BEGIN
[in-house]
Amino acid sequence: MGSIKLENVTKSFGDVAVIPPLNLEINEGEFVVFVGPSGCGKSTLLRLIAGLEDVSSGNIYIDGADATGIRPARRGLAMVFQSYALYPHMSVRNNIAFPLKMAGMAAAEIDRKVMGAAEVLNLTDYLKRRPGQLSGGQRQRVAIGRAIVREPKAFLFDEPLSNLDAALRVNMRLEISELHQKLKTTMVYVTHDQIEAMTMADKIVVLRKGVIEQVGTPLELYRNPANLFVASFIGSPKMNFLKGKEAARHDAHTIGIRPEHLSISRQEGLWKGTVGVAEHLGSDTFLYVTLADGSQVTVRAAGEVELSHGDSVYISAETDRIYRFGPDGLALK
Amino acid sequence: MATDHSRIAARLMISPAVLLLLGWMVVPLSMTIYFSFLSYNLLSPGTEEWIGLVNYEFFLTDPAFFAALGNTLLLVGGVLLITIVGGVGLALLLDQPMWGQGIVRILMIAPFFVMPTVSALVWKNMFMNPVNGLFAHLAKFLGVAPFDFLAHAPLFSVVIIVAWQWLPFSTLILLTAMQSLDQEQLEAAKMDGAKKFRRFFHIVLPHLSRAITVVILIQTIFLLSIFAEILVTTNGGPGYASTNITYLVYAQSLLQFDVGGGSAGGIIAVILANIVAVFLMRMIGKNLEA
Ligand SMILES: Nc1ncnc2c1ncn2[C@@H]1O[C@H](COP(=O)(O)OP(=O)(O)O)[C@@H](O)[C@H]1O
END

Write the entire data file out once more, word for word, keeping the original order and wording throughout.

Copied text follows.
[in-house]
Amino acid sequence: MGSIKLENVTKSFGDVAVIPPLNLEINEGEFVVFVGPSGCGKSTLLRLIAGLEDVSSGNIYIDGADATGIRPARRGLAMVFQSYALYPHMSVRNNIAFPLKMAGMAAAEIDRKVMGAAEVLNLTDYLKRRPGQLSGGQRQRVAIGRAIVREPKAFLFDEPLSNLDAALRVNMRLEISELHQKLKTTMVYVTHDQIEAMTMADKIVVLRKGVIEQVGTPLELYRNPANLFVASFIGSPKMNFLKGKEAARHDAHTIGIRPEHLSISRQEGLWKGTVGVAEHLGSDTFLYVTLADGSQVTVRAAGEVELSHGDSVYISAETDRIYRFGPDGLALK
Amino acid sequence: MATDHSRIAARLMISPAVLLLLGWMVVPLSMTIYFSFLSYNLLSPGTEEWIGLVNYEFFLTDPAFFAALGNTLLLVGGVLLITIVGGVGLALLLDQPMWGQGIVRILMIAPFFVMPTVSALVWKNMFMNPVNGLFAHLAKFLGVAPFDFLAHAPLFSVVIIVAWQWLPFSTLILLTAMQSLDQEQLEAAKMDGAKKFRRFFHIVLPHLSRAITVVILIQTIFLLSIFAEILVTTNGGPGYASTNITYLVYAQSLLQFDVGGGSAGGIIAVILANIVAVFLMRMIGKNLEA
Ligand SMILES: Nc1ncnc2c1ncn2[C@@H]1O[C@H](COP(=O)(O)OP(=O)(O)O)[C@@H](O)[C@H]1O